Teacher Candidate FAQ

Professional Year Frequently Asked Questions

Methods and Student Teaching are the culminating experience in the professional year for the aspiring teacher.  It is designed to be an intensive classroom experience that allows the pre-service teacher to further develop and refine the skills, competencies and dispositions needed to be an effective educator in today’s schools.  Teaher Candidates work closely with experienced classroom mentor teachers and university mentors to become reflective professionals who create environments, organize content knowledge, and teach in ways that promote student learning.

The teacher candidate’s effectiveness and success in his/her assignment will be promoted by: 

1.   Learning and following the rules and policies of the partner school. 

2.   Getting acquainted with the classroom mentor teacher at the earliest opportunity. 

3.   Learning the names, strengths, and weaknesses of the pupils with whom he/she is to work, but being professional in his/her relationship with pupils.
 
4.   Holding in confidence personal observations regarding the pupils and the schools. 

5.   Recognizing the legal responsibilities and authority of the classroom mentor teacher. 

6.   Being aware of one’s responsibility as a representative of the university. 

7.   Demonstrating an interest through active participation in the school and community activities. 

8.   Being informed on matters of school policy as these relate to school organizations, management, and administration in general, and to student teachers/interns in particular.         
 
9.   Setting an example for pupils in personal habits, conduct, and dress. 

10. Developing an effective speaking voice and proficiency in the use of communicative skills. 

11. Maintaining a professional attitude and manner. 

12. Approaching the learning and the teaching situation with a positive attitude. 

13. Recognizing the professional responsibility of presenting points of view without imposing a personal bias. 

14. Being receptive and accepting of constructive criticism. 

15. Recognizing the need to maintain acceptable standards of discipline, as agreed upon by the classroom mentor teacher. 

16. Maintaining, at all times, a courteous, cooperative, and professional relationship with the entire school staff. 

17. Acquiring an initial understanding of the curriculum not only on the level on which the actual teaching is done but for all other levels.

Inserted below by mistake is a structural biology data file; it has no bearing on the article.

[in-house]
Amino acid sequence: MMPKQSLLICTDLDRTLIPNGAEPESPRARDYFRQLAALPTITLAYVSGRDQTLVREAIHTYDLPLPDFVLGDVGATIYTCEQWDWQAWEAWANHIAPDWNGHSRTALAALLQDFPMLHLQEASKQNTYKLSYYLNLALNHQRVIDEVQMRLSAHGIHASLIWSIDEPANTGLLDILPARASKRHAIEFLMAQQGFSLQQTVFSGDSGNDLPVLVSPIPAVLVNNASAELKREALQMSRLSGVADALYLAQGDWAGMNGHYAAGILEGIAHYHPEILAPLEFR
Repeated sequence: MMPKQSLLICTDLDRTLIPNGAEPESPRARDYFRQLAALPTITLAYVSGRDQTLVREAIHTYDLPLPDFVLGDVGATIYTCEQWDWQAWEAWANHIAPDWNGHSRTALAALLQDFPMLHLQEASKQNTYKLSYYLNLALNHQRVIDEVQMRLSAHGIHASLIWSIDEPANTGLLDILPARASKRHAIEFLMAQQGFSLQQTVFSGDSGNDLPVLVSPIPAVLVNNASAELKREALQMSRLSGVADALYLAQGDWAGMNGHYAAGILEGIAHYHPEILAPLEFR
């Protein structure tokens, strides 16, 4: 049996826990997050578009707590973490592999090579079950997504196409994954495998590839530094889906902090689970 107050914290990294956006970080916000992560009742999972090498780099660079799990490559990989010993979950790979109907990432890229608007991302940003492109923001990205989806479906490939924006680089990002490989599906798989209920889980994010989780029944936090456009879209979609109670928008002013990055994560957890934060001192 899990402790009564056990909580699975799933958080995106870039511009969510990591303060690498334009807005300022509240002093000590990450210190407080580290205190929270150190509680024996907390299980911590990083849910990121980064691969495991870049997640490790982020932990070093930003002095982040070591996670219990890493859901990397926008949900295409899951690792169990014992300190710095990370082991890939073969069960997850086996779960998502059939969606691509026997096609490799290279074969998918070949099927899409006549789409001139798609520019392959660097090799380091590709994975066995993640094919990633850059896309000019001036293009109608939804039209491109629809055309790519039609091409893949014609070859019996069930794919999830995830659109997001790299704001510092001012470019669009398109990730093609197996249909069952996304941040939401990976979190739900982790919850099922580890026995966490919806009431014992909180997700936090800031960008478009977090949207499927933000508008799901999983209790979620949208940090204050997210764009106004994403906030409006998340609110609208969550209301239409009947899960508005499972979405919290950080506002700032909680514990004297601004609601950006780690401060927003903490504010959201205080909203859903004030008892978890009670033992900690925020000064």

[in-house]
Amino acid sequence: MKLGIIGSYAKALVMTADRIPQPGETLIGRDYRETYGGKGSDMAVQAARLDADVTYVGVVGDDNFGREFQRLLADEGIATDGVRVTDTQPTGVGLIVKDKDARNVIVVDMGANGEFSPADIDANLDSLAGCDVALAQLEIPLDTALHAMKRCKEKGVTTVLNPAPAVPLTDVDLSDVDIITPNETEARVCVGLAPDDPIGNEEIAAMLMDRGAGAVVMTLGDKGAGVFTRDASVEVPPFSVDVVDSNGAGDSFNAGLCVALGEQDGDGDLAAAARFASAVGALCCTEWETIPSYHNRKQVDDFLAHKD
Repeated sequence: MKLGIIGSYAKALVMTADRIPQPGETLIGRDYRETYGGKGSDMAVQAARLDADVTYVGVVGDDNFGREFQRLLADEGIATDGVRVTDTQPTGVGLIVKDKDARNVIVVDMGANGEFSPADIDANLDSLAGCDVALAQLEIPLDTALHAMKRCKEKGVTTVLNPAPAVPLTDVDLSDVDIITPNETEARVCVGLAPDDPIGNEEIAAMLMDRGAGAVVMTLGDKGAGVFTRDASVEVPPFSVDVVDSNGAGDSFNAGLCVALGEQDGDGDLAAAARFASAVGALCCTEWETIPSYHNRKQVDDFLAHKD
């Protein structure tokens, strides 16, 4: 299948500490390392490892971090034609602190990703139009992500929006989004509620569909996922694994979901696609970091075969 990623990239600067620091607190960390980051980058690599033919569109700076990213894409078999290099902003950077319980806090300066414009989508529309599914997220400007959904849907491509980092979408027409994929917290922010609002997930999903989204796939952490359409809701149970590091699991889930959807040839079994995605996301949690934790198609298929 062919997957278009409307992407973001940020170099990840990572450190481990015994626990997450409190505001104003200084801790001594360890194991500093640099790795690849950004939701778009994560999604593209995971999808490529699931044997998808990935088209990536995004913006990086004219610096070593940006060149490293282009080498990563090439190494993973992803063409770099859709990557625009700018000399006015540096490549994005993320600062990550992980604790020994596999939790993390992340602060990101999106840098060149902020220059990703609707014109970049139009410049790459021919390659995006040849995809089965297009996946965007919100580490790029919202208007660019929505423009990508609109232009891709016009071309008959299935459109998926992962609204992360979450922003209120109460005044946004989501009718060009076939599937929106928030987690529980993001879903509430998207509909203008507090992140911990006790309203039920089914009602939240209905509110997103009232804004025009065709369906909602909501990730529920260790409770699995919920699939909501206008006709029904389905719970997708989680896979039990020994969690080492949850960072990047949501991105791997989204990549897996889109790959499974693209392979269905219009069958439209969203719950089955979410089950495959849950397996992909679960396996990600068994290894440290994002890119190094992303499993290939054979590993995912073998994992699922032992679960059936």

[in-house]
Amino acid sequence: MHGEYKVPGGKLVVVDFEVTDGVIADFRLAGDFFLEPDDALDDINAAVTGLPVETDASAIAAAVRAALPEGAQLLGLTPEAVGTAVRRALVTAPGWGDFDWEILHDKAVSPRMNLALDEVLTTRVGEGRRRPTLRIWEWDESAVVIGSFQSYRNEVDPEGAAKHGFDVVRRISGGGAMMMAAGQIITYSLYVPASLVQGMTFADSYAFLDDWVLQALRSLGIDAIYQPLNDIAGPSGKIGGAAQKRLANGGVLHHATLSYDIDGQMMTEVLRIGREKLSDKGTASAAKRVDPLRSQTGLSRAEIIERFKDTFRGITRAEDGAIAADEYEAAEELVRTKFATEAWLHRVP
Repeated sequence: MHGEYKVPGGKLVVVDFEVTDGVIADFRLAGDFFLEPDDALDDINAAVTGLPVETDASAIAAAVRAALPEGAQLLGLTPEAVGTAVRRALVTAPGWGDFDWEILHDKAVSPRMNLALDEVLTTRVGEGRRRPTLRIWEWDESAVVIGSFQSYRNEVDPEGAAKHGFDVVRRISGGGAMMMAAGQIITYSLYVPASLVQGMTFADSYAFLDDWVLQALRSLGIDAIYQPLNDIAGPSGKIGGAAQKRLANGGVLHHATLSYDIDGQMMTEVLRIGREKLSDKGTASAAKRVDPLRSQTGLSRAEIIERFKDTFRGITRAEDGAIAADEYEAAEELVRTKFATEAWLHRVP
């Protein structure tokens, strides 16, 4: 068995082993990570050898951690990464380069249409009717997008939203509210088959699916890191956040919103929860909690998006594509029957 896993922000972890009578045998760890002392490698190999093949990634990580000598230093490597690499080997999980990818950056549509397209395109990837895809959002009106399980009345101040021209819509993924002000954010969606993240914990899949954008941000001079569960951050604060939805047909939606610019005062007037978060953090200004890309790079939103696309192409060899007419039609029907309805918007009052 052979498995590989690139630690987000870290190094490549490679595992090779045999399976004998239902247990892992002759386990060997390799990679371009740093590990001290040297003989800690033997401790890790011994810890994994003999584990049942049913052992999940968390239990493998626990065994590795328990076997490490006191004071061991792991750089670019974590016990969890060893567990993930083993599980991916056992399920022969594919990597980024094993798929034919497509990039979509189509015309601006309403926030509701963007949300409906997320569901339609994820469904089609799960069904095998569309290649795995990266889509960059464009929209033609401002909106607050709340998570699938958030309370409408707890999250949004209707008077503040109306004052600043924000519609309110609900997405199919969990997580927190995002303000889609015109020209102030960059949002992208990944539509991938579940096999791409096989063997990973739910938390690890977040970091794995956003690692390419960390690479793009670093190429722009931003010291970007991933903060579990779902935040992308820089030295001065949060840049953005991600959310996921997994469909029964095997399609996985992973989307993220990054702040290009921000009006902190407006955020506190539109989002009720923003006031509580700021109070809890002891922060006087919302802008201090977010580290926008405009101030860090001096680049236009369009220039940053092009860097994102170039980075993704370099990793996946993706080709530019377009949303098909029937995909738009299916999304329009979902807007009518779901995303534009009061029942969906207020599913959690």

18. Preparing long-range unit and daily lesson plans for approval by the classroom mentor teacher in advance of their use.  Daily lesson plans should be prepared and presented to the classroom mentor teacher at a time designated by the classroom mentor teacher.  One of the primary causes of failure is lack of effective planning and proper preparation for teaching.  Planning helps to eliminate haphazard procedures, aids in the organization of materials, and provides a feeling of security for the teacher candidate. 

19. Following the moral and ethical standards of the profession.

20. Knowing/Being aware of the Professional Year Handbook.

A teacher candidate is a regularly enrolled university student who has been declared eligible to be assigned for the guided methods/student teaching experience by the Office of Educator Preparation and Partnerships of the College of Education and Human Development in the chosen area of preparation.  To obtain a methods/student teaching assignment, the student is evaluated on the following eligibility factors: 

1.   Filed an application for methods/student teaching in the Office of Educator Preparation and Partnerships following a program sign-up meeting held the semester preceding the anticipated methods/student teaching experience. March 15th is the application deadline. 

2.   Fully admitted to the College of Education and Human Development. 

3.   Fully accepted in a College of Education and Human Development program either as an undergraduate or baccalaureate degree holder. 

4.   Completed 90 semester hours of university credit by July 1st

5.   Completed all additional program-specific requirements by July 1st